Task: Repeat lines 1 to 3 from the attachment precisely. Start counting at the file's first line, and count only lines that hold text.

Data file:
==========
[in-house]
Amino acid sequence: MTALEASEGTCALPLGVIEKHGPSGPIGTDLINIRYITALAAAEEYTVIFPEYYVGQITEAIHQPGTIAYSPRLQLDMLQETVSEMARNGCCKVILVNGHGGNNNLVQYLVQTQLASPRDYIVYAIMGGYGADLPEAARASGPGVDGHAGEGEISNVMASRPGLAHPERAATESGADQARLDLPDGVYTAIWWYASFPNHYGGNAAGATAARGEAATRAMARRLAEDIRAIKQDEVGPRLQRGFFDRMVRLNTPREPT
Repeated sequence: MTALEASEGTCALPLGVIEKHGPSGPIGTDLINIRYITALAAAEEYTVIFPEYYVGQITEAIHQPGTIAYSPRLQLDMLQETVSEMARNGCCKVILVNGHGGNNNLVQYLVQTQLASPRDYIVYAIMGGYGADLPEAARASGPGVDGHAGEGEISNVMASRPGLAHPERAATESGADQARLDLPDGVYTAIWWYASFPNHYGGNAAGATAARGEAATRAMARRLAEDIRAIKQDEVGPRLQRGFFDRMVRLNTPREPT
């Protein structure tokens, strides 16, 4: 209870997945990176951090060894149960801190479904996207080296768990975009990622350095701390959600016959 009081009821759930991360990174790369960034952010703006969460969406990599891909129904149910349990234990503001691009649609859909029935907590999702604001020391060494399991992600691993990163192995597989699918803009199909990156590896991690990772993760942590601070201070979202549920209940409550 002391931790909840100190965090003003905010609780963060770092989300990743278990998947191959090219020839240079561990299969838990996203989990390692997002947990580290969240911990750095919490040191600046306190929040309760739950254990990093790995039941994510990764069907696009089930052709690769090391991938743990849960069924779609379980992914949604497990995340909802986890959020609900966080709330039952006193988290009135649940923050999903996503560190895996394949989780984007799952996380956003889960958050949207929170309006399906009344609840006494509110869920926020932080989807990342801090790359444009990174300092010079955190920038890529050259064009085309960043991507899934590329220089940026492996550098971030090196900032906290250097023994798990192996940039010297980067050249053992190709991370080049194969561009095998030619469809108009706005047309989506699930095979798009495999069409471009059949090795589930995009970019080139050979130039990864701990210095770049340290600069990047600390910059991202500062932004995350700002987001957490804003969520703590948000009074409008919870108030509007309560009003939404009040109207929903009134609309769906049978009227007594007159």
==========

[in-house]
Amino acid sequence: MTALEASEGTCALPLGVIEKHGPSGPIGTDLINIRYITALAAAEEYTVIFPEYYVGQITEAIHQPGTIAYSPRLQLDMLQETVSEMARNGCCKVILVNGHGGNNNLVQYLVQTQLASPRDYIVYAIMGGYGADLPEAARASGPGVDGHAGEGEISNVMASRPGLAHPERAATESGADQARLDLPDGVYTAIWWYASFPNHYGGNAAGATAARGEAATRAMARRLAEDIRAIKQDEVGPRLQRGFFDRMVRLNTPREPT
Repeated sequence: MTALEASEGTCALPLGVIEKHGPSGPIGTDLINIRYITALAAAEEYTVIFPEYYVGQITEAIHQPGTIAYSPRLQLDMLQETVSEMARNGCCKVILVNGHGGNNNLVQYLVQTQLASPRDYIVYAIMGGYGADLPEAARASGPGVDGHAGEGEISNVMASRPGLAHPERAATESGADQARLDLPDGVYTAIWWYASFPNHYGGNAAGATAARGEAATRAMARRLAEDIRAIKQDEVGPRLQRGFFDRMVRLNTPREPT